Monday, September 30, 2013

Groundcover Review: Chrysogonum virginianum, Green and Gold

Chrsysogonum virginianum, Green and Gold in early July. Three months after being planted, Chrysogonum had grown from being teeny tiny to just tiny. Not covering a lot of ground yet, but for some reason I love the shape, color and fuzziness of the foliage.

Chrysogonum virginianum (a.k.a. Green and Gold)


- Native to Tennessee and most of the Eastern U.S.

- Charming yellow flowers supposedly from mid-spring to early-fall in cool climates (stops flowering during the summer in hot climates like Tennessee but resumes in the fall). This is my first year with Green and Gold. The plant I bought was tiny, but it still flowered sporadically throughout April and May. These flowers reportedly attract native bees. I can't say I've noticed any yet, but there are typically just 1-2 flowers open at any given time so far. Maybe you need a carpet of Green and Gold to really attract the attention of the bees?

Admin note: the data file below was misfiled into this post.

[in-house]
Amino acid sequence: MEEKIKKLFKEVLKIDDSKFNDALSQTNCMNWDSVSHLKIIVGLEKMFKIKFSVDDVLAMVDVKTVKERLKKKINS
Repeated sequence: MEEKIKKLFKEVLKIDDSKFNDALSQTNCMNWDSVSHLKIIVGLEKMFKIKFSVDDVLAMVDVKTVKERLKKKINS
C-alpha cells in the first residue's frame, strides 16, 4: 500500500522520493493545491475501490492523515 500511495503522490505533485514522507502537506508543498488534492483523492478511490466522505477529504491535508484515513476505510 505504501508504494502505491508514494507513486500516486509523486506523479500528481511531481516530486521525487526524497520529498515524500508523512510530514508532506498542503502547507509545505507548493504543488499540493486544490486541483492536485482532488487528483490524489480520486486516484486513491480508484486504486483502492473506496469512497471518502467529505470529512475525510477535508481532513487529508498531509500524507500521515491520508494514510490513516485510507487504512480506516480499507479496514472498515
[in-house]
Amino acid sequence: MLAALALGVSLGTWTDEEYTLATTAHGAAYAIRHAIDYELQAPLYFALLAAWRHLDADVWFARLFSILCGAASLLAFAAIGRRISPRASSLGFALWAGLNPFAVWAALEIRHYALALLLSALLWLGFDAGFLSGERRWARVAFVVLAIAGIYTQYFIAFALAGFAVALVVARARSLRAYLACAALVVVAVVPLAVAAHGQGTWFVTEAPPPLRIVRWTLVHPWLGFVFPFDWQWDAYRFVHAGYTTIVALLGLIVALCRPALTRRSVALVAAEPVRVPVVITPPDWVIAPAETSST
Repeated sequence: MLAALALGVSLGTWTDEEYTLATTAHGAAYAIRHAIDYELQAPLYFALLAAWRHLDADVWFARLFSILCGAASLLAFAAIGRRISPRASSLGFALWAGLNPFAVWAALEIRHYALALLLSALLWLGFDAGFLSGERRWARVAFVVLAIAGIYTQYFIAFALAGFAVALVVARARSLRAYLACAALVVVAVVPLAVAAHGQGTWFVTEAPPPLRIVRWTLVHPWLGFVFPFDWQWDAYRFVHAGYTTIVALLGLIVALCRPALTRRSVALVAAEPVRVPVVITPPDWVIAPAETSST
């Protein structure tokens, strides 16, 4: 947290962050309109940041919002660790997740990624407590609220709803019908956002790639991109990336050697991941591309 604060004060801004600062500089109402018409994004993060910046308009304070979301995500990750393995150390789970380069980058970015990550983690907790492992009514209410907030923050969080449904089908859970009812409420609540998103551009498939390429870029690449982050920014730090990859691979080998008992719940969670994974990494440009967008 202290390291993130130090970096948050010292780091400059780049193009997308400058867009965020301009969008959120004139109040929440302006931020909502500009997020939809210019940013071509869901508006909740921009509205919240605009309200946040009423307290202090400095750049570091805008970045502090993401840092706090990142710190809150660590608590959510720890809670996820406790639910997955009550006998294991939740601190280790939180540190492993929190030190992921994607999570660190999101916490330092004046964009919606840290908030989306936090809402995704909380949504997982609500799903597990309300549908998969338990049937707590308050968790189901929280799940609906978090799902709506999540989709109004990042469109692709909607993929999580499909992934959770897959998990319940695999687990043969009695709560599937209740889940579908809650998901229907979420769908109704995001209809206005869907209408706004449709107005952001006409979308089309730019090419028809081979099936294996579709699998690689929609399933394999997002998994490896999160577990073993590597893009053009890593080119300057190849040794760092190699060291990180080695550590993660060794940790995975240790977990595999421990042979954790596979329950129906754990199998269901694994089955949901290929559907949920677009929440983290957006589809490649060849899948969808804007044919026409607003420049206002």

- Hardy to zone 5. Reportedly evergreen to semi-evergreen in zones 6-7. The foliage has a nice mix of colors in it - greens, but also yellows and reds.

- Supposedly easy to propagate by divisions or cuttings in early spring.

- Tolerates drought with partial to full shade in the South. So I've got it planted with an Eastern exposure and afternoon shade. Also reportedly tolerates wet soils. (We had a lot of rain this past spring and Green and Gold seems perfectly happy.)

- Diminutive but still gives good coverage. I don't think Green and Gold would overwhelm any other plants. It seems like more of a rambler than a mat-former. But I do think it's just tall and thick enough to prevent most weeds from getting through. Does not seem too aggressive. I think it should be easy to control.


- Hard to find in the nursery trade. And when you do find it, you're likely to find a tiny plant. Since the plant grows slowly (at least at first), it would be very expensive to produce an instant groundcover effect.


So far, the pros far outweigh the cons for me on this groundcover. I wish it was a little faster-spreading (OK, a lot faster-spreading), but otherwise I'm thrilled to have Green and Gold in our garden. There's supposedly a more stoloniferous and faster-spreading variety called Eco-Lacquered Spider carried by Plant Delights, but I'm loathe to spend $12 (plus shipping) on a quart-size plant just to see if it lives up to the hype.

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